An important and popular part of membership of the Discover Boyne Valley network is the familiarisation or 'fam' trip, where a number of sights and attractions within the Boyne Valley are visited. This is a chance of members to meet each other and visit parts of the Boyne Valley that they might not have experienced before, or hadn't visited for a number of years.
The first stop of the 2018 spring fam trip was the legendary Hill of Tara. Here the group was given a tour by one of the Discover Boyne Valley team, Dr Ciarán McDonnell, who is a historian and archaeologist. Tara is an incredibly important place within the Boyne Valley, home to prehistoric burial mounds and the ancient rituals of kingship. The group also learned that one of Ciarán's own ancestors fought at the Battle of Tara in 1798. The tour was accompanied by tea and scones in Maguires Cafe at Tara.
The next stop on the tour was the passage tomb of Fourknocks in east Meath, close to the border with county Dublin. This is a real hidden gem of the Boyne Valley; one borrows the key from a local farmer and is able to browse the monument at one's leisure. Ciaran explained to the group how Fourknocks was used for the burial of 5,000 year old cremated remains, and despite its modest exterior, it has the largest inner chamber of any passage tomb in all Ireland. The tomb also has distinctive rock art; zigzags and lozenges carved into the walls, similar to the famous spirals of Newgrange and Knowth.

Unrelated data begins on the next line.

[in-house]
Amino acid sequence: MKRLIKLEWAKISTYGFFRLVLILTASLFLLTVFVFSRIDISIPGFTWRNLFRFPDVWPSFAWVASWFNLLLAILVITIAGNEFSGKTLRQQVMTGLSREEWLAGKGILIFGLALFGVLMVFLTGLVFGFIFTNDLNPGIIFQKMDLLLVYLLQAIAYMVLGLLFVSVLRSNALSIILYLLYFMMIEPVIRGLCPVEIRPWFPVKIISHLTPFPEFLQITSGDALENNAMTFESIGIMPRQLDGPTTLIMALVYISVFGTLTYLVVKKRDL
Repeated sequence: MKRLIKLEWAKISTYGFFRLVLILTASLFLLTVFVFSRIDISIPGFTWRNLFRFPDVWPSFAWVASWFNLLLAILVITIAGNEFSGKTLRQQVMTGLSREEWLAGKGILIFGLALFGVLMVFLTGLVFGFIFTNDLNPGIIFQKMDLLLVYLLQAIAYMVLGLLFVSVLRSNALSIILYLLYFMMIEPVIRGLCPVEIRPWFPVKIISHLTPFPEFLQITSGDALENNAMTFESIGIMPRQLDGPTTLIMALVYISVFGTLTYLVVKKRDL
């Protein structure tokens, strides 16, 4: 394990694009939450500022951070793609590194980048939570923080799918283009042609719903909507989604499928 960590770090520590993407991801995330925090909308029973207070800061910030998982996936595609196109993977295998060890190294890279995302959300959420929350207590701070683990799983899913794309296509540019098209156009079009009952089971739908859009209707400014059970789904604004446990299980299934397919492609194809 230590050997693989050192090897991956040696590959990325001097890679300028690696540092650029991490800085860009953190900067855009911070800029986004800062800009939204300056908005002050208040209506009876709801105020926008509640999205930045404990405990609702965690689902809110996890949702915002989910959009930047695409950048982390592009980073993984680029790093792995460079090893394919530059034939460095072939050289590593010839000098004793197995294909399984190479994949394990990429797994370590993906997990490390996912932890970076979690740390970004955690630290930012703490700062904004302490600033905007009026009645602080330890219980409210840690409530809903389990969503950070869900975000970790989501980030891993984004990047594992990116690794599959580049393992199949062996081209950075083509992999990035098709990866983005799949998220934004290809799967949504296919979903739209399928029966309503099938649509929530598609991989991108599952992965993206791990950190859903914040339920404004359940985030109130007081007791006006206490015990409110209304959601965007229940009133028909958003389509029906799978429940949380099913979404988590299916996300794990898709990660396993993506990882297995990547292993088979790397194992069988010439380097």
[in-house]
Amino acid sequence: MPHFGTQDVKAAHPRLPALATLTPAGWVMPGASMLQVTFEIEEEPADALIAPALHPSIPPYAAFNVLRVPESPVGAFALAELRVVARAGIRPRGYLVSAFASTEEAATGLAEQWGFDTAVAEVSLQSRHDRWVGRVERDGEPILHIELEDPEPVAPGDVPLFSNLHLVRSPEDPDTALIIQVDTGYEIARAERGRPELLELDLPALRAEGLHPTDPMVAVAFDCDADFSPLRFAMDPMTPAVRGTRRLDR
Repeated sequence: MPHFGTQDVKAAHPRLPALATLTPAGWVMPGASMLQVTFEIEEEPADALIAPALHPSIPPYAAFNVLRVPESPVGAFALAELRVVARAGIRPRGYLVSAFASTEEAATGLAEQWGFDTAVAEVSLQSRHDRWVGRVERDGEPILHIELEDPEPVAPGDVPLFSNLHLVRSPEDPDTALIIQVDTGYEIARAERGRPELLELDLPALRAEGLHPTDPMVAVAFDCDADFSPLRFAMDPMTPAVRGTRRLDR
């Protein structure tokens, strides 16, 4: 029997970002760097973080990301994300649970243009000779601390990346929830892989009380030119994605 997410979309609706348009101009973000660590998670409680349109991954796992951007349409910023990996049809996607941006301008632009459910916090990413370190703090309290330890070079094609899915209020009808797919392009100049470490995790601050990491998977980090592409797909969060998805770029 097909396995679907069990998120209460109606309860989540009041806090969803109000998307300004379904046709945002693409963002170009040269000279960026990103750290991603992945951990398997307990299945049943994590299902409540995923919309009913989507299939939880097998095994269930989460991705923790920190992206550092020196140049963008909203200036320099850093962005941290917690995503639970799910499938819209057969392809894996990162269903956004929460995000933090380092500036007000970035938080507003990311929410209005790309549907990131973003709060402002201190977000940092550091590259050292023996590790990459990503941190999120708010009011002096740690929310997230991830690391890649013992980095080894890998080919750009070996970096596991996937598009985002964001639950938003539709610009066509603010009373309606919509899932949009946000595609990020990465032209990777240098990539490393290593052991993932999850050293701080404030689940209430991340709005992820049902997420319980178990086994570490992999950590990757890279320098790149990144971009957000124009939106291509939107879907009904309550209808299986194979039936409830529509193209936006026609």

After a morning of archaeology and legend the group took a leisurely and delicious lunch at the Lime Kiln Gastropub in Julianstown. There they were treated to a variety of dishes sourced from local suppliers including Coastguard Seafood (Annagassan), In Season Farm (Drogheda) and Dan Kelly Cider.
The day concluded with a visit to the Cottages Bettystown. These six beautiful 300 year old self-catering cottages are located beside the sea in Bettystown and deservedly won ‘Best Holiday Beach Home’ at the 2016 European Holiday Home Awards. Owners Liz and Roger Pickett brought the members of a tour, explaining how the reed thatch was made using traditional methods. It took a great deal of effort to convince the members to leave the cosy cottages and get back on the bus!
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